Barbie and the Three Musketeers
What parents need to know
Parents Need to Know
Parents need to know that while Barbie and the Three Musketeers is highly commercial fare, it has a good message about girl power. Its heroines are self-reliant puzzle solvers who make their way through side-scrolling, two-dimensional worlds scaring away animals and collecting coins and hearts. There is the threat of violence -- our characters use weapons such as a sword and claws to scare away small animals including mice and bats -- but they never strike anything other than inanimate objects, such as bricks and scarecrows. While girls as young as age 5 will be attracted to this game after seeing the DVD movie, it is so difficult to play that is fits better at age 7.
What's it about?
Based on the recently released direct-to-DVD movie starring Barbie and her friends, BARBIE AND THE THREE MUSKETEERS features the iconic doll as a French country girl who wants to head to Paris to become a musketeer. She journeys with her cat, Miette, and befriends three other young girls, each of whom has a special ability. Together, they embark on a simple side-scrolling adventure, leaping between platforms, swinging across gaps, and scaring away annoying animals with weapons such as swords, claws, and ribbon whips. Players can switch to smaller Miette whenever they like and crawl through narrow tunnels to reach hidden treasure and toggle buttons that activate bridges and doors. There’s also a shop players can visit to spend coins and buy outfits for the girls.
Is it any good?
There are some good Barbie games out there, but this isn’t one of them. Aside from a few polished clips from the film, the game looks like a free Flash-based PC game. Plus, stiff, unforgiving controls make moving around and jumping a frustrating chore. Worst of all, though, is that many levels are just too hard. It can be very difficult to figure out where to go next or how to go about getting there. It’s tough to believe that the game’s target demographic of six- and seven-year-olds will have the patience or fortitude required to work through some of these navigational puzzles.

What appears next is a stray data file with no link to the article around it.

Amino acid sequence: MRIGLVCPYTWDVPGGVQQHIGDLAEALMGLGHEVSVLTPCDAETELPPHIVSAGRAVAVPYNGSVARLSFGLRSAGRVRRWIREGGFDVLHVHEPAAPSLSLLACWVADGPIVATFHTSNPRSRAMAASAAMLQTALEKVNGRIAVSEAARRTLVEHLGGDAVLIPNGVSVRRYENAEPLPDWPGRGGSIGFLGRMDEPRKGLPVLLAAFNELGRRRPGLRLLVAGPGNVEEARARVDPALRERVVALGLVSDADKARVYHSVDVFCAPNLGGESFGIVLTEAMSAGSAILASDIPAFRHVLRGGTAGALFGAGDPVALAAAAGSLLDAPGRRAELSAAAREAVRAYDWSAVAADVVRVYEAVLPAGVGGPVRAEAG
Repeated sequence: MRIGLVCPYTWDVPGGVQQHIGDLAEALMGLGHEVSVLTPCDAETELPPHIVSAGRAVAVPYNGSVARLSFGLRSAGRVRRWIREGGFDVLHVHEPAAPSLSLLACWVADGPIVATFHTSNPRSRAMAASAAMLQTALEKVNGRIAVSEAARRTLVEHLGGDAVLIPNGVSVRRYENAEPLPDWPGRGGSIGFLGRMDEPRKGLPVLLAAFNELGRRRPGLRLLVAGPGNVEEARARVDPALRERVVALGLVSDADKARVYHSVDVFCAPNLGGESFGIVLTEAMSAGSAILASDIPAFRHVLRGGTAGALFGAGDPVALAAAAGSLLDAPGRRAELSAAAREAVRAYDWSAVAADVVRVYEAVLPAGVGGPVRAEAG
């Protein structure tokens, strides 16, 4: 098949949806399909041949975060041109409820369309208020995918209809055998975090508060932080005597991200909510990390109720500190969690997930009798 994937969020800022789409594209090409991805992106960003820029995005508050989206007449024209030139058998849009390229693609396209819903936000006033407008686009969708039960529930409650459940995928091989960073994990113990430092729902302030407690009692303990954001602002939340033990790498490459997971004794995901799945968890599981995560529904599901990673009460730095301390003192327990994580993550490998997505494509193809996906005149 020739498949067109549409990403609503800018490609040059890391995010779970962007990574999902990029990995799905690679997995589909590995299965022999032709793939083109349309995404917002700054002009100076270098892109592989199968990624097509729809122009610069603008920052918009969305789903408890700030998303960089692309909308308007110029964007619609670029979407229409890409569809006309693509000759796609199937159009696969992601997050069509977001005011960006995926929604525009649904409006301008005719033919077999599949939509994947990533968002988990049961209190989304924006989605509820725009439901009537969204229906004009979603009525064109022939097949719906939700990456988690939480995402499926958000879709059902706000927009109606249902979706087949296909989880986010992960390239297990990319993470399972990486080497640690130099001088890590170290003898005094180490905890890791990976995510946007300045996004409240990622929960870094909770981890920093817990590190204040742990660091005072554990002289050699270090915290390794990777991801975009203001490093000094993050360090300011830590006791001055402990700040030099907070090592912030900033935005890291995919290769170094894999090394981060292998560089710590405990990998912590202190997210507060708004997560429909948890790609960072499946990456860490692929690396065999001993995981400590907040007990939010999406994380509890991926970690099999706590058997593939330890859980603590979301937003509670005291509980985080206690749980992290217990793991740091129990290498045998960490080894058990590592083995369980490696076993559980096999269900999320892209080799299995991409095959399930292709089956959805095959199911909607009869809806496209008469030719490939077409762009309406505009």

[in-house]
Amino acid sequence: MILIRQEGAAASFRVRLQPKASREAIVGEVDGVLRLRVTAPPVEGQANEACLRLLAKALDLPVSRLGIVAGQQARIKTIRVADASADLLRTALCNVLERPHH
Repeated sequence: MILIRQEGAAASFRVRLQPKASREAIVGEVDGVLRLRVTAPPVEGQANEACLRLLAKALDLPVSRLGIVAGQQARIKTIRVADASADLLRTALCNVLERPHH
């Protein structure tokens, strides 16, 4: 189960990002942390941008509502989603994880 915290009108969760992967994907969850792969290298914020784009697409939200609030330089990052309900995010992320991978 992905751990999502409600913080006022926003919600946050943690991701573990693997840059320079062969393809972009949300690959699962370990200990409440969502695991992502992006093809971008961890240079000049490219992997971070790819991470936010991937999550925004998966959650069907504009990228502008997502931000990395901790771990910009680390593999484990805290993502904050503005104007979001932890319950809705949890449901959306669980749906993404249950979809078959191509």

Still, it’s not all bad. Our heroines’ and Miette’s distinct abilities are fun to use, and provide good reason to return to earlier levels with areas that were previously inaccessible. And Viveca’s clothing shop will provide good entertainment for doll-loving youngsters. It’s just too bad that the rest of the game feels so rushed and unpolished.
Families can talk about...
Families can talk about the game and the movie. How closely does the game follow the movie’s story? Did you feel like you had an opportunity to play out events you saw in the film? If you haven’t seen the movie, does the game make you want to watch it?
Families can also discuss film merchandising. What purpose do games based on movies serve? Do you think these sorts of games are generally as fun and interesting as games with original stories and characters? Would you have played this game had it starred unfamiliar characters?